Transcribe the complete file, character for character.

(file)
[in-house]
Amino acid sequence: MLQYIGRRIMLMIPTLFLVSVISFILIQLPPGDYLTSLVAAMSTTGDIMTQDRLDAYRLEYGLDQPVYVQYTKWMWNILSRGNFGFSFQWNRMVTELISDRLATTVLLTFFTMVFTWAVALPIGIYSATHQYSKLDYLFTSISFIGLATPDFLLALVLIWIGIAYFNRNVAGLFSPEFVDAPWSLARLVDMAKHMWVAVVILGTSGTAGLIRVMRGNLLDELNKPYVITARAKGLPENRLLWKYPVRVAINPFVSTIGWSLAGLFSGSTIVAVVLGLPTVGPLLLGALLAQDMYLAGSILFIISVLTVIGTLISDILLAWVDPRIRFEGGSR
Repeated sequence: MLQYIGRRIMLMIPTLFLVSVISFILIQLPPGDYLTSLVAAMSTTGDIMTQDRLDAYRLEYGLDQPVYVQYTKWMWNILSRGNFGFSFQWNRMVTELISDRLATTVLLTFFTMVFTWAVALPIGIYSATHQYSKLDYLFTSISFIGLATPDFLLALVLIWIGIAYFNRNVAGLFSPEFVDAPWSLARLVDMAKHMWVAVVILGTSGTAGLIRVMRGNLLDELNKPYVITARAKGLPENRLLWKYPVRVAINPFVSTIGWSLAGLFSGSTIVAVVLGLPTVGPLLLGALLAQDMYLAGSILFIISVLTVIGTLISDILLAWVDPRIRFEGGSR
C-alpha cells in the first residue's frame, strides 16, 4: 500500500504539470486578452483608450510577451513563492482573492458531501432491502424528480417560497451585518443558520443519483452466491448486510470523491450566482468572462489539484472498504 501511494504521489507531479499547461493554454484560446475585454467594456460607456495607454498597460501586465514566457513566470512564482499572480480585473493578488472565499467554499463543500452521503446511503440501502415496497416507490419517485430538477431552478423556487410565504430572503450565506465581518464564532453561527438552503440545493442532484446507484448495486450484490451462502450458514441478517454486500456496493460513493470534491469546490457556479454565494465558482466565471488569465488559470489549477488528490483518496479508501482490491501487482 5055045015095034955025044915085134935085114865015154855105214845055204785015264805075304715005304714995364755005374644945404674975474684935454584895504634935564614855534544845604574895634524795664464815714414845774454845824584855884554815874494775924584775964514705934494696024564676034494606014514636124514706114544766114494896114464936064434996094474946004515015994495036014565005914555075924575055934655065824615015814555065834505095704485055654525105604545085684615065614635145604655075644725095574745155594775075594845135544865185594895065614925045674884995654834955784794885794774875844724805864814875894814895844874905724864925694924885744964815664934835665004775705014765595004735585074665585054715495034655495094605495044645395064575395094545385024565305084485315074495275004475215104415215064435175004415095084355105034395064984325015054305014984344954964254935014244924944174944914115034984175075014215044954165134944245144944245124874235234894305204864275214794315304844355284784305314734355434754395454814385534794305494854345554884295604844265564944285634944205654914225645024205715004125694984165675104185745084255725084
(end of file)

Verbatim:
[in-house]
Amino acid sequence: MLQYIGRRIMLMIPTLFLVSVISFILIQLPPGDYLTSLVAAMSTTGDIMTQDRLDAYRLEYGLDQPVYVQYTKWMWNILSRGNFGFSFQWNRMVTELISDRLATTVLLTFFTMVFTWAVALPIGIYSATHQYSKLDYLFTSISFIGLATPDFLLALVLIWIGIAYFNRNVAGLFSPEFVDAPWSLARLVDMAKHMWVAVVILGTSGTAGLIRVMRGNLLDELNKPYVITARAKGLPENRLLWKYPVRVAINPFVSTIGWSLAGLFSGSTIVAVVLGLPTVGPLLLGALLAQDMYLAGSILFIISVLTVIGTLISDILLAWVDPRIRFEGGSR
Repeated sequence: MLQYIGRRIMLMIPTLFLVSVISFILIQLPPGDYLTSLVAAMSTTGDIMTQDRLDAYRLEYGLDQPVYVQYTKWMWNILSRGNFGFSFQWNRMVTELISDRLATTVLLTFFTMVFTWAVALPIGIYSATHQYSKLDYLFTSISFIGLATPDFLLALVLIWIGIAYFNRNVAGLFSPEFVDAPWSLARLVDMAKHMWVAVVILGTSGTAGLIRVMRGNLLDELNKPYVITARAKGLPENRLLWKYPVRVAINPFVSTIGWSLAGLFSGSTIVAVVLGLPTVGPLLLGALLAQDMYLAGSILFIISVLTVIGTLISDILLAWVDPRIRFEGGSR
C-alpha cells in the first residue's frame, strides 16, 4: 500500500504539470486578452483608450510577451513563492482573492458531501432491502424528480417560497451585518443558520443519483452466491448486510470523491450566482468572462489539484472498504 501511494504521489507531479499547461493554454484560446475585454467594456460607456495607454498597460501586465514566457513566470512564482499572480480585473493578488472565499467554499463543500452521503446511503440501502415496497416507490419517485430538477431552478423556487410565504430572503450565506465581518464564532453561527438552503440545493442532484446507484448495486450484490451462502450458514441478517454486500456496493460513493470534491469546490457556479454565494465558482466565471488569465488559470489549477488528490483518496479508501482490491501487482 5055045015095034955025044915085134935085114865015154855105214845055204785015264805075304715005304714995364755005374644945404674975474684935454584895504634935564614855534544845604574895634524795664464815714414845774454845824584855884554815874494775924584775964514705934494696024564676034494606014514636124514706114544766114494896114464936064434996094474946004515015994495036014565005914555075924575055934655065824615015814555065834505095704485055654525105604545085684615065614635145604655075644725095574745155594775075594845135544865185594895065614925045674884995654834955784794885794774875844724805864814875894814895844874905724864925694924885744964815664934835665004775705014765595004735585074665585054715495034655495094605495044645395064575395094545385024565305084485315074495275004475215104415215064435175004415095084355105034395064984325015054305014984344954964254935014244924944174944914115034984175075014215044954165134944245144944245124874235234894305204864275214794315304844355284784305314734355434754395454814385534794305494854345554884295604844265564944285634944205654914225645024205715004125694984165675104185745084255725084